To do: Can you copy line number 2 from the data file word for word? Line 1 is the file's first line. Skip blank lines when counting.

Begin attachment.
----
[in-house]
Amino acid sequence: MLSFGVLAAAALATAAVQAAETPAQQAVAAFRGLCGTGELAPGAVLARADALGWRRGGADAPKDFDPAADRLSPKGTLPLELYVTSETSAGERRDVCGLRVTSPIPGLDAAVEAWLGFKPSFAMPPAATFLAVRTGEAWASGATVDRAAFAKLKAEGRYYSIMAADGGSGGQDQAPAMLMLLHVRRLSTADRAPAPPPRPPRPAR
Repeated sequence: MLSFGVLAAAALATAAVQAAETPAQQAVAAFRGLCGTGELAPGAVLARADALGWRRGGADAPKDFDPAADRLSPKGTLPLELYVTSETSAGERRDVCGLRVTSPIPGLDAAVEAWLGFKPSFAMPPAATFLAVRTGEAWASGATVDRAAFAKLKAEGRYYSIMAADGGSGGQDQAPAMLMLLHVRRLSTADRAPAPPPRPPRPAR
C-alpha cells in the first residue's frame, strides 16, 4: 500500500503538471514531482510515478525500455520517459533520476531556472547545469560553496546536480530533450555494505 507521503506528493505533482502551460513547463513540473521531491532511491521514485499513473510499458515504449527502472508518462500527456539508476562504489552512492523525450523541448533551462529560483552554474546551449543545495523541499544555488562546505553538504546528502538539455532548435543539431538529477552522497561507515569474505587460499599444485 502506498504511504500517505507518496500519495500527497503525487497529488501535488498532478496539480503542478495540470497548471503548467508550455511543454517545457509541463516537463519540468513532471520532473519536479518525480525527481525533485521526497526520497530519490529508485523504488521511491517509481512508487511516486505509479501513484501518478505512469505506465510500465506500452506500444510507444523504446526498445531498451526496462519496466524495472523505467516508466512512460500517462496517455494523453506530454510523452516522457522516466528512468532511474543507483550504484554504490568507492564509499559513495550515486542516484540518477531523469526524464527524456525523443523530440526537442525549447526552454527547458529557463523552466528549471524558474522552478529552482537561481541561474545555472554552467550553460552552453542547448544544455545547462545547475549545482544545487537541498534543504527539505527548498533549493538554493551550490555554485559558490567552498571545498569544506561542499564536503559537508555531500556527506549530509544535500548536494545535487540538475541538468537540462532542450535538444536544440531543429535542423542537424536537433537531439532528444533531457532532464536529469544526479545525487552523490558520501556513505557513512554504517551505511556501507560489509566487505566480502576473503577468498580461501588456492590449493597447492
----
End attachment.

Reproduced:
Amino acid sequence: MLSFGVLAAAALATAAVQAAETPAQQAVAAFRGLCGTGELAPGAVLARADALGWRRGGADAPKDFDPAADRLSPKGTLPLELYVTSETSAGERRDVCGLRVTSPIPGLDAAVEAWLGFKPSFAMPPAATFLAVRTGEAWASGATVDRAAFAKLKAEGRYYSIMAADGGSGGQDQAPAMLMLLHVRRLSTADRAPAPPPRPPRPAR